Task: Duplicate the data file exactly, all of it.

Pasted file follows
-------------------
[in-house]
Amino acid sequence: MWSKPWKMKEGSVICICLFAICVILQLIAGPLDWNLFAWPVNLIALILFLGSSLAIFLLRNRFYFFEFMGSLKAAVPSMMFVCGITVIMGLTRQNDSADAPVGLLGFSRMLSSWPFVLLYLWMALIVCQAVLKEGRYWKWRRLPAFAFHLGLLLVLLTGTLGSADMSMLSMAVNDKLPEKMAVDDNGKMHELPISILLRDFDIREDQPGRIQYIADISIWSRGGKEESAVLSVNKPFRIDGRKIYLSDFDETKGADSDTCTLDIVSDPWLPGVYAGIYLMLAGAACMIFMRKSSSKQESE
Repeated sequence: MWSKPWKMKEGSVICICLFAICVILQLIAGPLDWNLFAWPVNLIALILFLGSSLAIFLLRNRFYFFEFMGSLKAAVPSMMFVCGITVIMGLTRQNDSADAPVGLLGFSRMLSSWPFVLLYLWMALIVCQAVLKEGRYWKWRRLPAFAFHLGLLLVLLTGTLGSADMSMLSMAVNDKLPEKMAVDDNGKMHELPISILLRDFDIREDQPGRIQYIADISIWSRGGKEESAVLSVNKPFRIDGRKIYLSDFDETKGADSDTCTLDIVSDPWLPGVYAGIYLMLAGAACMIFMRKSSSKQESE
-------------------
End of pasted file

[in-house]
Amino acid sequence: MWSKPWKMKEGSVICICLFAICVILQLIAGPLDWNLFAWPVNLIALILFLGSSLAIFLLRNRFYFFEFMGSLKAAVPSMMFVCGITVIMGLTRQNDSADAPVGLLGFSRMLSSWPFVLLYLWMALIVCQAVLKEGRYWKWRRLPAFAFHLGLLLVLLTGTLGSADMSMLSMAVNDKLPEKMAVDDNGKMHELPISILLRDFDIREDQPGRIQYIADISIWSRGGKEESAVLSVNKPFRIDGRKIYLSDFDETKGADSDTCTLDIVSDPWLPGVYAGIYLMLAGAACMIFMRKSSSKQESE
Repeated sequence: MWSKPWKMKEGSVICICLFAICVILQLIAGPLDWNLFAWPVNLIALILFLGSSLAIFLLRNRFYFFEFMGSLKAAVPSMMFVCGITVIMGLTRQNDSADAPVGLLGFSRMLSSWPFVLLYLWMALIVCQAVLKEGRYWKWRRLPAFAFHLGLLLVLLTGTLGSADMSMLSMAVNDKLPEKMAVDDNGKMHELPISILLRDFDIREDQPGRIQYIADISIWSRGGKEESAVLSVNKPFRIDGRKIYLSDFDETKGADSDTCTLDIVSDPWLPGVYAGIYLMLAGAACMIFMRKSSSKQESE